Is the Burgeoning Medical Scribe Industry a Good Thing?

ImaginScribee conducting an in-depth physical exam and history-taking with a patient in your office, while someone stands silently and expressionlessly in the background taking notes on a laptop about the interaction. That’s essentially what medical scribes do, and their services are in increasingly high demand as doctors and hospitals try to meet meaningful use guidelines with often-unwieldy EHR systems.

Physicians remain responsible for the content of every patient’s medical record, which requires a review of the scribe’s notes, but the scribe industry promises to save physicians hours of work each day. Most scribes are medical students or pre-med undergrads hoping to embellish their medical school applications with in-the-trenches experience—and make a few extra bucks ($8 to $16 an hour). The American College of Medical Scribe Specialists estimates that the number of medical scribes in the U.S. will jump five-fold in the next five years, from 20,000 currently to 100,000 by 2020.

OrthoBuzz recently spoke with one middle-aged orthopaedist whose practice experimented with medical scribes but who felt uncomfortable having a stranger listening in on the patient-physician interaction. In a recent “viewpoint” piece in JAMA, George Gellert, MD, posed another reason why medical scribes might not be a good idea: they could impede the needed innovations in EHRs that will be driven primarily by direct physician engagement with the technology and feedback on it.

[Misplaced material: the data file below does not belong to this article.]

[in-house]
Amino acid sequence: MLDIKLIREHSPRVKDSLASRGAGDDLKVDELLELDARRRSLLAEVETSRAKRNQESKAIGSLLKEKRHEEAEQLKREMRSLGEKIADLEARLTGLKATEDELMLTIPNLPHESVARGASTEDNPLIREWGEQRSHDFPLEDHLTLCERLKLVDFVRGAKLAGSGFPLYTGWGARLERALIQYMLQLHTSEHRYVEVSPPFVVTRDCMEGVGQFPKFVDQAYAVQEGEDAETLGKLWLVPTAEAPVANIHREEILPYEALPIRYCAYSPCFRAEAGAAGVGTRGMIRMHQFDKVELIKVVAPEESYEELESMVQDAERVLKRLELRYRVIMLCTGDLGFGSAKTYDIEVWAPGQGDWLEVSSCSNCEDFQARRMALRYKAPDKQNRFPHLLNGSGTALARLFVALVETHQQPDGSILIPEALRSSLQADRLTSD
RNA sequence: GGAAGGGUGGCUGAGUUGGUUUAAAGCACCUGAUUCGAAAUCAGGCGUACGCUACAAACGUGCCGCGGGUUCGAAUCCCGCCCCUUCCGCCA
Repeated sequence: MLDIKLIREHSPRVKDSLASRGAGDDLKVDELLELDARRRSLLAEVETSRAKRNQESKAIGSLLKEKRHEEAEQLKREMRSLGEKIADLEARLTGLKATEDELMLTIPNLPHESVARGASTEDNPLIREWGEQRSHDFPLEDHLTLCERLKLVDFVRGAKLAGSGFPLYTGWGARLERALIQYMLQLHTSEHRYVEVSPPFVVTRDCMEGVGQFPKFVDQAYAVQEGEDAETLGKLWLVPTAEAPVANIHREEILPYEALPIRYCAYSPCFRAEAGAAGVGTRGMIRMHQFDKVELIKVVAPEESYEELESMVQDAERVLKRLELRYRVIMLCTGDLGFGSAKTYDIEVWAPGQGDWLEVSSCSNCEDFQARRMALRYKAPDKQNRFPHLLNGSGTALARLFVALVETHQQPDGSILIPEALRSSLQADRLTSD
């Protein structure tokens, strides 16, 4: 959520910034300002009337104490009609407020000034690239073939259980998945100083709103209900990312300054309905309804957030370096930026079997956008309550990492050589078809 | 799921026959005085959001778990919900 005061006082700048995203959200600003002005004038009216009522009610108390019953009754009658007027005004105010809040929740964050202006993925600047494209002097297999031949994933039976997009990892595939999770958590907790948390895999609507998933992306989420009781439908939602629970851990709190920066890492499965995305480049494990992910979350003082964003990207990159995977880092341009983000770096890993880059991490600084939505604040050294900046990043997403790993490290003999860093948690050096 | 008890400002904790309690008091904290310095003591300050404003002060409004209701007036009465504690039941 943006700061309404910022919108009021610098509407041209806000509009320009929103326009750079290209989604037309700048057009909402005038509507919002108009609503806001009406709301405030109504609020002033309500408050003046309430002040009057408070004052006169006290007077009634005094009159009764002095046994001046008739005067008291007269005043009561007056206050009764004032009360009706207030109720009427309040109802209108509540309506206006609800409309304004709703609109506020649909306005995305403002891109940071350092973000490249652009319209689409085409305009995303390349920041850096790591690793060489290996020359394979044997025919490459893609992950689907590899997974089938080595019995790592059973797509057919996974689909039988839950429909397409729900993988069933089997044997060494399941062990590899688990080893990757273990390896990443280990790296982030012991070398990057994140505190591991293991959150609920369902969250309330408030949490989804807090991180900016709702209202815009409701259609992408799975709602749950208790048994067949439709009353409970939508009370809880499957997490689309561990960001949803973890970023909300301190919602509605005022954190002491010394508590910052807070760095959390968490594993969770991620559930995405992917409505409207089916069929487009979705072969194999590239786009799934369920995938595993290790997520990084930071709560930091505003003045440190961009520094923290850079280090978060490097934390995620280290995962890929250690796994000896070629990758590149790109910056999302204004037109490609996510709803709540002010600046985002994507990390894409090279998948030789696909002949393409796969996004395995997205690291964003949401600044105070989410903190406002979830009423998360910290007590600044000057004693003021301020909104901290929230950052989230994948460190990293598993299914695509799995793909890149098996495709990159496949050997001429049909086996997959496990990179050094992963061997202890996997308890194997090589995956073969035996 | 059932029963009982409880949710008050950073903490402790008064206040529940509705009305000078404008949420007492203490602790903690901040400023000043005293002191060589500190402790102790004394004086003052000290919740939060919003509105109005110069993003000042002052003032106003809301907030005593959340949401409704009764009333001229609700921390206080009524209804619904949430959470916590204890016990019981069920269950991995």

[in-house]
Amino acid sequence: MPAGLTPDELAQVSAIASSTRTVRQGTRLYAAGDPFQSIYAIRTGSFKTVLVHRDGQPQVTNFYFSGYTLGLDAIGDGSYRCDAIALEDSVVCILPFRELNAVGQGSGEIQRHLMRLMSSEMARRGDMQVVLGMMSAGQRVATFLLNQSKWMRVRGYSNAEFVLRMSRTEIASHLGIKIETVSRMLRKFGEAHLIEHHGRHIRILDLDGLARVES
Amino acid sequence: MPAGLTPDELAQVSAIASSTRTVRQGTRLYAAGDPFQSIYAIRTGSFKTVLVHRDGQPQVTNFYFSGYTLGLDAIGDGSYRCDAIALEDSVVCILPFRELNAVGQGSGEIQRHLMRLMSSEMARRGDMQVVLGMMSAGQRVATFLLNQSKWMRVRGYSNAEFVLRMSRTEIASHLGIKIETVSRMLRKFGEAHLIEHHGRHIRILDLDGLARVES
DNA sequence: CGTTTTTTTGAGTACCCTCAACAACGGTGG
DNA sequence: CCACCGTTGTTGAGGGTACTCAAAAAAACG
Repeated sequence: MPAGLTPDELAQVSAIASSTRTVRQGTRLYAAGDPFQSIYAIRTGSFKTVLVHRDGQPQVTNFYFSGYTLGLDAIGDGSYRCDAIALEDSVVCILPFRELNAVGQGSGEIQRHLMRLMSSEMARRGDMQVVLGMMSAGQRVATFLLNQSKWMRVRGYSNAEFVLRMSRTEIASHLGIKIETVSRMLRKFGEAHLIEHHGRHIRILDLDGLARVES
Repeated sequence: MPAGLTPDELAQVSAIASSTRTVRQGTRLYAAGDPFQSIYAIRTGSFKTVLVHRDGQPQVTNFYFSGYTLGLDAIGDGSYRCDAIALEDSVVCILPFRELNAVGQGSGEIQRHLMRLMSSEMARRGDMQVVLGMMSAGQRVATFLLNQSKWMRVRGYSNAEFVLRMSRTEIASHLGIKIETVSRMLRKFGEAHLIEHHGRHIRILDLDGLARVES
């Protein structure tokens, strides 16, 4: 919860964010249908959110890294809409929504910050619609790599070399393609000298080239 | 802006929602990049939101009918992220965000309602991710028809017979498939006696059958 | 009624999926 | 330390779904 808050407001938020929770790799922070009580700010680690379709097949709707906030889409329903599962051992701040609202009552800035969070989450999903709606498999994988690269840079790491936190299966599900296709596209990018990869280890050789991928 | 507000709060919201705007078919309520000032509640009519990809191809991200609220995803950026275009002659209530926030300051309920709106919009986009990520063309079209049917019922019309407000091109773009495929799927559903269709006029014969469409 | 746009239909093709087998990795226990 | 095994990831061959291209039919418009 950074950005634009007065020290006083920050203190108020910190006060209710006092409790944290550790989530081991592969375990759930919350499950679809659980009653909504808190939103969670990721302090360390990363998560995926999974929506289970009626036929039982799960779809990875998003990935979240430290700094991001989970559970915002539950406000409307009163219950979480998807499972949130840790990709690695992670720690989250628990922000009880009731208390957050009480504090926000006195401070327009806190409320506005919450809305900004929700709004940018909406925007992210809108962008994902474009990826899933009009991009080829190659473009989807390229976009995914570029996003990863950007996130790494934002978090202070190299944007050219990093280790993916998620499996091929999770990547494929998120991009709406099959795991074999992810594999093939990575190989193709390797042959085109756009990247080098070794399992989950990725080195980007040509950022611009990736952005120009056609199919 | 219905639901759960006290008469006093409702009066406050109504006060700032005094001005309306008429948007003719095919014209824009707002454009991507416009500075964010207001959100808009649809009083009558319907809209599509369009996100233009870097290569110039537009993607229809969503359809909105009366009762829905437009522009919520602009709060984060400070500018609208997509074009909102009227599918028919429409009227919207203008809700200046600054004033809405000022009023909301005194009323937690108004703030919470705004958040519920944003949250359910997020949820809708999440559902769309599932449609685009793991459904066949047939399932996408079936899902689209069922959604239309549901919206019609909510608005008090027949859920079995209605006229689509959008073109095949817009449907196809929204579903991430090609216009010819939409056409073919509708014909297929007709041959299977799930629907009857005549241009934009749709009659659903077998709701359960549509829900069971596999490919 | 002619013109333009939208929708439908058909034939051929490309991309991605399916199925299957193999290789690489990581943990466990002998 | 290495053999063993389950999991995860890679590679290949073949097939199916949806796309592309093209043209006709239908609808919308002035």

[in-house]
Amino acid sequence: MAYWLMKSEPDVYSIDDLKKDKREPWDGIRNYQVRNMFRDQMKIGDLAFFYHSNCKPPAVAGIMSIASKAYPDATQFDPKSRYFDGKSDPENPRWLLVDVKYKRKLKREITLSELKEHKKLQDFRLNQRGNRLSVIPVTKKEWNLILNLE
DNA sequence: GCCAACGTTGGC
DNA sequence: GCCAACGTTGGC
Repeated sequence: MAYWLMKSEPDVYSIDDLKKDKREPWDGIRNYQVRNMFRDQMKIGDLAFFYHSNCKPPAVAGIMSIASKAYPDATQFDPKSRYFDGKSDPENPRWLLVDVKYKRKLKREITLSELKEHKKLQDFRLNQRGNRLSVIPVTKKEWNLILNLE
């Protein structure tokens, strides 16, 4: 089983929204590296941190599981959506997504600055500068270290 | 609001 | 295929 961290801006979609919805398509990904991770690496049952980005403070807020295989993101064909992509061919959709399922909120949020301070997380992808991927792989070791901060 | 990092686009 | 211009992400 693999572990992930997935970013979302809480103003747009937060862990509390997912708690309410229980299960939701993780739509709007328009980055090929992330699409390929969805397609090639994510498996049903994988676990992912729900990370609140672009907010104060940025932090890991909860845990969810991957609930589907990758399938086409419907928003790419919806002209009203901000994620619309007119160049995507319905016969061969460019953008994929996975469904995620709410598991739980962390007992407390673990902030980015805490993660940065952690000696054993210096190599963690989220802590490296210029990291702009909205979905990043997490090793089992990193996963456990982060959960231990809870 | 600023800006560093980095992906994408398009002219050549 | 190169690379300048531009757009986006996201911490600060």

OrthoBuzz would like to know about your experiences with medical scribes. Please tell us what’s working and what’s not by clicking on the “leave a comment” button in the box to the left.

2 thoughts on “Is the Burgeoning Medical Scribe Industry a Good Thing?

  1. This is “back to the future”. When I first started to practice in 1972, an older orthopedist wanted to work a few more years. He had a “girl” working for him in the exam room who took short hand (remember that?) and then went off and typed the report, He had it back within hours, checked it and filed it. Remember reports were not “sent” everywhere then. “there is nothing new under the sun”.

  2. This has been a necessity to enter data in our current EMR. A colleague in a collaborating office has not only kept up with pre-EHR volume but has been able to increase quality care in both numbers and extent of procedures with the use of alternating scribes in his office.

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